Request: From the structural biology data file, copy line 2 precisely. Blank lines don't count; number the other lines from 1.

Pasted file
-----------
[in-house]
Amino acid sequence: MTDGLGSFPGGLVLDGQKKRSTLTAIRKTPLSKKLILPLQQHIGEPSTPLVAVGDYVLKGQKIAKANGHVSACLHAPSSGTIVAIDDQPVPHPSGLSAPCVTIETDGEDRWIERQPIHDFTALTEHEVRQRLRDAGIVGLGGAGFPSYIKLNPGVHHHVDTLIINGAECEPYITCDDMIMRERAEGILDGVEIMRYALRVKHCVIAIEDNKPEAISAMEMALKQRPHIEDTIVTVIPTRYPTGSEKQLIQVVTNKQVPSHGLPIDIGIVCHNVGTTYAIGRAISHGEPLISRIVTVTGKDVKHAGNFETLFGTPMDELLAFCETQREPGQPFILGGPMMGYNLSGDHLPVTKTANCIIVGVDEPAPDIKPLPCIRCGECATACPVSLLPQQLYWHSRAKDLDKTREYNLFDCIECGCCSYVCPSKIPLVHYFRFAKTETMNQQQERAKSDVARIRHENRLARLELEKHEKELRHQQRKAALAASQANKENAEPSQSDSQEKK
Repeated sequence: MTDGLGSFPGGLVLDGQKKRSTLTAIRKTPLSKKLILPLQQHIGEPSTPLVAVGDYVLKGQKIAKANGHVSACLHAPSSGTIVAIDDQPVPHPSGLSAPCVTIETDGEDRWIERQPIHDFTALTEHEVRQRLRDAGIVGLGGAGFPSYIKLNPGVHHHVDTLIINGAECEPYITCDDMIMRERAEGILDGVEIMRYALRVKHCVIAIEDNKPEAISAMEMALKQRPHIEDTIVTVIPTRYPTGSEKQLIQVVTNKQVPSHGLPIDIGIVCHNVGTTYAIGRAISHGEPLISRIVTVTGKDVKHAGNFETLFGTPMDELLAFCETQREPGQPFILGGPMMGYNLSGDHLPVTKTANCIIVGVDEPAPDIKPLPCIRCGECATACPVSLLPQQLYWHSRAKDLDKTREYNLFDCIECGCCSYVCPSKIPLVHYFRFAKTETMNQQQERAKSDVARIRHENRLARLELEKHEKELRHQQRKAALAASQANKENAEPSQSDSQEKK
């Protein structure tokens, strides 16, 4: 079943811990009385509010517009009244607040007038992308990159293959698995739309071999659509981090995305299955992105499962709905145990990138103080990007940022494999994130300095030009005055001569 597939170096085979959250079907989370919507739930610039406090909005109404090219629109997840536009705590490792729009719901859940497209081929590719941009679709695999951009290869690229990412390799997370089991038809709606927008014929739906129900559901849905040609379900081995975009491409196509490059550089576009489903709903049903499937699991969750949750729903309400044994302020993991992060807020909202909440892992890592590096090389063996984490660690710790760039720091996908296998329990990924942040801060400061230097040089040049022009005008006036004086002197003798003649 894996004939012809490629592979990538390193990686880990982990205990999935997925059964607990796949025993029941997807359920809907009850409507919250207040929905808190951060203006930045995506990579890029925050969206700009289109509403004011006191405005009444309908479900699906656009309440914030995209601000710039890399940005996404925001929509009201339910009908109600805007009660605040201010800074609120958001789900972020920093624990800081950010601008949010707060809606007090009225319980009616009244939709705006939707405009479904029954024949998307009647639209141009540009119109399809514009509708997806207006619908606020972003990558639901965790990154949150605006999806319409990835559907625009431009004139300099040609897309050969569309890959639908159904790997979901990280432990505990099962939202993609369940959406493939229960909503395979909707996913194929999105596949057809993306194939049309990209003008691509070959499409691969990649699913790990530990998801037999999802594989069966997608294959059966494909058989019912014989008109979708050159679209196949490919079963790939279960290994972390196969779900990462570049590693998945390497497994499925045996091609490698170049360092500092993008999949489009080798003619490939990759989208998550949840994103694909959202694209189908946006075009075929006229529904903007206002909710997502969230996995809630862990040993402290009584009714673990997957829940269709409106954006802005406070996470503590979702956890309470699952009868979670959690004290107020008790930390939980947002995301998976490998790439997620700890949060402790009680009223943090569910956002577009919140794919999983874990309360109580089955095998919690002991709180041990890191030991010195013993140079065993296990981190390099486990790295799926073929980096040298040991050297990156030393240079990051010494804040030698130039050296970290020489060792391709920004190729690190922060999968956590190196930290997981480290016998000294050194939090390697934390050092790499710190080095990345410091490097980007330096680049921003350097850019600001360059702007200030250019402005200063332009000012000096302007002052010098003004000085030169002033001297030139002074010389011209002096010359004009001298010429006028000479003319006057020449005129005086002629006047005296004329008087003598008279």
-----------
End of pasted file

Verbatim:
Amino acid sequence: MTDGLGSFPGGLVLDGQKKRSTLTAIRKTPLSKKLILPLQQHIGEPSTPLVAVGDYVLKGQKIAKANGHVSACLHAPSSGTIVAIDDQPVPHPSGLSAPCVTIETDGEDRWIERQPIHDFTALTEHEVRQRLRDAGIVGLGGAGFPSYIKLNPGVHHHVDTLIINGAECEPYITCDDMIMRERAEGILDGVEIMRYALRVKHCVIAIEDNKPEAISAMEMALKQRPHIEDTIVTVIPTRYPTGSEKQLIQVVTNKQVPSHGLPIDIGIVCHNVGTTYAIGRAISHGEPLISRIVTVTGKDVKHAGNFETLFGTPMDELLAFCETQREPGQPFILGGPMMGYNLSGDHLPVTKTANCIIVGVDEPAPDIKPLPCIRCGECATACPVSLLPQQLYWHSRAKDLDKTREYNLFDCIECGCCSYVCPSKIPLVHYFRFAKTETMNQQQERAKSDVARIRHENRLARLELEKHEKELRHQQRKAALAASQANKENAEPSQSDSQEKK